This review contains spoilers.
Mr. Robot suckered me good. Ever since episode four’s magical mystery tour of Elliot’s junkie mind, I’ve been primed to be hoodwinked by hallucinations and ready for any twist it can throw at me—the more outlandish the better. This whole thing is actually Flipper the dog’s dream? Obvious from the start. Elliot is in fact narrating all this from a high-security psych ward? Totally saw that coming.
That’s why when Frankie Shaw turned up as Shayla in the opening minutes of episode seven, I jumped straight to the high-concept assumptions. She’s either not really there, not really dead, or that’s Shayla’s Maddy Ferguson-alike identical cousin come to clean out her apartment, I told myself. The thought that this show would do anything as pedestrian as a simple flashback didn’t occur.
But a flashback it was, and an uncharacteristically fluffy one at that. With its goldfish meet-cute and a soundtrack by The Cure, we could have been watching the first scene of an indie rom-com: 500 Days Of Shayla.
Except that there was nothing romantic or comic about how Elliot and Shayla’s story ends. Learning that his request for Suboxone was what sent her to Vera in the first place underlines how central Elliot was in the route to her murder. No wonder he feels guilty. Was he worth a psychopath? Not on your life.
Speaking of psychopaths, this week Tyrell Wellick went from enjoyably unhinged (who didn’t love him impulse-firing that trio of rich, smug, chauvinist homophobes?) to repulsive in a single act.
You might say the same about Mr. Robot itself. Accompanying Sharon Knowles’ murder with a sexy pop soundtrack was in poor taste. Even if the idea was to show Wellick as a mad man carried away in the moment—the song abruptly cutting out when he ‘came to’ and realised what he’d done—the slide from eroticism to murder was crass in the extreme. Far too much on-screen violence against women has been styled as titillation. We don’t need more of it from a show that’s smart enough to know better.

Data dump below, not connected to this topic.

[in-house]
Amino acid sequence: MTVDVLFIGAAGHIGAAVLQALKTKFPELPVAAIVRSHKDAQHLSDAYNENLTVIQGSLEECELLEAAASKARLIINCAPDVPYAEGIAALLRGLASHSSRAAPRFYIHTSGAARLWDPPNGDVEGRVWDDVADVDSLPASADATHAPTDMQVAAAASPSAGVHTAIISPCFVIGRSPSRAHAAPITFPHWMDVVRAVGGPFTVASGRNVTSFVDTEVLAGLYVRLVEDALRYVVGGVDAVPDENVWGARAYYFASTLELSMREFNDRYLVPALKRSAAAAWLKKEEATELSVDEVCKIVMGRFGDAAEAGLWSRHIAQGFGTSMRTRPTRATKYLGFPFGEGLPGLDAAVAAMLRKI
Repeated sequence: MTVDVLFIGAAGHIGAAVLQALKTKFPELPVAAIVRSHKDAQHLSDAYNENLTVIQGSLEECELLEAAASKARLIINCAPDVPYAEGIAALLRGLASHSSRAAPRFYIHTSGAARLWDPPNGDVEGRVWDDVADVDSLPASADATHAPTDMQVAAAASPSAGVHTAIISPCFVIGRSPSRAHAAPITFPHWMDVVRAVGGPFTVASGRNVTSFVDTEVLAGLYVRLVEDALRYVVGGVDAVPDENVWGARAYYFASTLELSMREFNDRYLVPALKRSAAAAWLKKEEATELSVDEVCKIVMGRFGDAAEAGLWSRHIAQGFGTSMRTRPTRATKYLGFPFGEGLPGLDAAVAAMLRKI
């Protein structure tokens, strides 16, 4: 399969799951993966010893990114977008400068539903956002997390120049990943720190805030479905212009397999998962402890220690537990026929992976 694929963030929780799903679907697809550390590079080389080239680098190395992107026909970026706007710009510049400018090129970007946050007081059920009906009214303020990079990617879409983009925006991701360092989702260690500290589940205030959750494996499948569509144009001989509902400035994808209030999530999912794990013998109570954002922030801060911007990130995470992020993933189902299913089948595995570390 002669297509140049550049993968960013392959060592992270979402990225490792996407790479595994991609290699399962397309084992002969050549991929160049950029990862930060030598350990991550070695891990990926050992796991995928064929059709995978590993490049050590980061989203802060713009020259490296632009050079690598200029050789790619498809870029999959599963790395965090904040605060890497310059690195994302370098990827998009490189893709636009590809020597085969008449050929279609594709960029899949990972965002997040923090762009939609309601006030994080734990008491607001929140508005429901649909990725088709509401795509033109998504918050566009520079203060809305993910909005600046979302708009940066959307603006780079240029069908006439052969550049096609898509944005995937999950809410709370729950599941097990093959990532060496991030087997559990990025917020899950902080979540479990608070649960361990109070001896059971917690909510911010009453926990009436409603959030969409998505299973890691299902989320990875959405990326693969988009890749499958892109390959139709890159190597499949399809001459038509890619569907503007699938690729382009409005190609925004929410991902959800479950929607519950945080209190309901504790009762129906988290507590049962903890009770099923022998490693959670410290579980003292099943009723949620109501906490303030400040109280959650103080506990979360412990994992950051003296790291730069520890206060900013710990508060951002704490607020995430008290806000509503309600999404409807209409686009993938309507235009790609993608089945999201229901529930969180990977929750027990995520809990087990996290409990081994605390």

Another week, another female corpse on Mr Robot. Someone had better warn Angela, Darlene and Krista that women’s lives are cheap on this show.
At least Angela is now fighting for hers, and showing admirable resolve in the battle. When she asked Colby, a character who rivals only Mr Burns as TV’s ultimate symbol of corporate ruthlessness, whether choosing profits over the welfare of fellow human beings even gave him pause, it was a question from all of us to the one per cent.
Colby’s response that yes, it did, but then you “go home and you have dinner and you wake up the next morning” perfectly expressed the banality of evil. A group of rich men eating expensive shrimp destroyed multiple families, and then went on with their lives. It’s an image that’s going to chime with Mr. Robot‘s post-financial crisis viewers. Angela’s picked a good fight, even if she’s also going to have to ignore the well-being of her own colleagues in order to proceed with it, as Gideon explained.
View Source was this show’s first Elliot-lite episode. We followed Darlene and Mr Robot (it’s great to see Christian Slater revisit his early movie hits as another unpredictable motormouth lunatic) in their attempt to reunite the old gang, we saw Angela stand up to humiliation, and we watched Wellick get into a situation that he surely can’t escape from. In the meantime, Elliot only came in to do his Carrie Bradshaw bit by narrating the episode’s thematic question—what if you could view people’s source code?—and returned at the end for some late-in-the-game honesty with his therapist.
It’s testament to the strength of its supporting characters’ storylines that things didn’t fall apart without our lead. Mr Robot needs to have more than just style and one great performance if it’s going to flourish beyond its impressive freshman year. View Source was a strong indicator that it’ll be capable of doing just that.